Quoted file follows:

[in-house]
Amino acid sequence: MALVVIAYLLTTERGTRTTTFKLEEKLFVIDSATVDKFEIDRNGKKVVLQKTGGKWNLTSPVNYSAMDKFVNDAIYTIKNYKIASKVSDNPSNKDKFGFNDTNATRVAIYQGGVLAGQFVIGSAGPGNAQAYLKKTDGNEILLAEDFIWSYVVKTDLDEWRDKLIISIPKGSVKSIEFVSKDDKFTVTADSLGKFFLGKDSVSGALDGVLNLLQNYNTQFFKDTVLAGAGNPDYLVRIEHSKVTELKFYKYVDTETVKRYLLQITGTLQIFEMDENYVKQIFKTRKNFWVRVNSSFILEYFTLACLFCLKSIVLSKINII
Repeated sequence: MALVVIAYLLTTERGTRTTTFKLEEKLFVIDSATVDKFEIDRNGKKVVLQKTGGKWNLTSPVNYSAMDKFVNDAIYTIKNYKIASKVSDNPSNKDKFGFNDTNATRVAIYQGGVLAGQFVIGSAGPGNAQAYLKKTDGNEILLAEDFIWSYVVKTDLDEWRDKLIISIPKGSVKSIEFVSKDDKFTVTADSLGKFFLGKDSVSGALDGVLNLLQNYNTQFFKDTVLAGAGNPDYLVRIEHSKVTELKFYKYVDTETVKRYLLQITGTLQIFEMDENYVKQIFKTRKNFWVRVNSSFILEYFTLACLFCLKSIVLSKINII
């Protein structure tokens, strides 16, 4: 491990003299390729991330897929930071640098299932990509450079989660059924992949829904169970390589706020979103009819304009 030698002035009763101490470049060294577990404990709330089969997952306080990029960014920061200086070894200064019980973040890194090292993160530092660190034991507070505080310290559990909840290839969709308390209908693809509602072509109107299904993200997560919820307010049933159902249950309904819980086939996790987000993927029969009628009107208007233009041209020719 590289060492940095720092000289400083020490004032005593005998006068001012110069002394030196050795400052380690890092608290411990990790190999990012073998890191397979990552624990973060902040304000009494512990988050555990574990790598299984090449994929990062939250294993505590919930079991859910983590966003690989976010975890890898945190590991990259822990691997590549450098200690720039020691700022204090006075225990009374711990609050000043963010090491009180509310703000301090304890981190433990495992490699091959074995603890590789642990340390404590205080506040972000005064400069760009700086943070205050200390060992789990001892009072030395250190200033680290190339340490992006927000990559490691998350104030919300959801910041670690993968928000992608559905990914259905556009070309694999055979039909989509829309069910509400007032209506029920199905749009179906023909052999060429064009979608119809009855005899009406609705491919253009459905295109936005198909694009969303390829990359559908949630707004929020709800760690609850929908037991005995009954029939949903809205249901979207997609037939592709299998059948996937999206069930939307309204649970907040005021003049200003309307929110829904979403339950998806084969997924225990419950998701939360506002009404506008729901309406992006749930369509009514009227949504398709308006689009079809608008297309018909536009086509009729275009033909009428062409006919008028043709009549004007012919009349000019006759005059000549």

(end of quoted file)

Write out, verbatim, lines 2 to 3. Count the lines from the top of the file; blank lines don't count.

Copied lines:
Amino acid sequence: MALVVIAYLLTTERGTRTTTFKLEEKLFVIDSATVDKFEIDRNGKKVVLQKTGGKWNLTSPVNYSAMDKFVNDAIYTIKNYKIASKVSDNPSNKDKFGFNDTNATRVAIYQGGVLAGQFVIGSAGPGNAQAYLKKTDGNEILLAEDFIWSYVVKTDLDEWRDKLIISIPKGSVKSIEFVSKDDKFTVTADSLGKFFLGKDSVSGALDGVLNLLQNYNTQFFKDTVLAGAGNPDYLVRIEHSKVTELKFYKYVDTETVKRYLLQITGTLQIFEMDENYVKQIFKTRKNFWVRVNSSFILEYFTLACLFCLKSIVLSKINII
Repeated sequence: MALVVIAYLLTTERGTRTTTFKLEEKLFVIDSATVDKFEIDRNGKKVVLQKTGGKWNLTSPVNYSAMDKFVNDAIYTIKNYKIASKVSDNPSNKDKFGFNDTNATRVAIYQGGVLAGQFVIGSAGPGNAQAYLKKTDGNEILLAEDFIWSYVVKTDLDEWRDKLIISIPKGSVKSIEFVSKDDKFTVTADSLGKFFLGKDSVSGALDGVLNLLQNYNTQFFKDTVLAGAGNPDYLVRIEHSKVTELKFYKYVDTETVKRYLLQITGTLQIFEMDENYVKQIFKTRKNFWVRVNSSFILEYFTLACLFCLKSIVLSKINII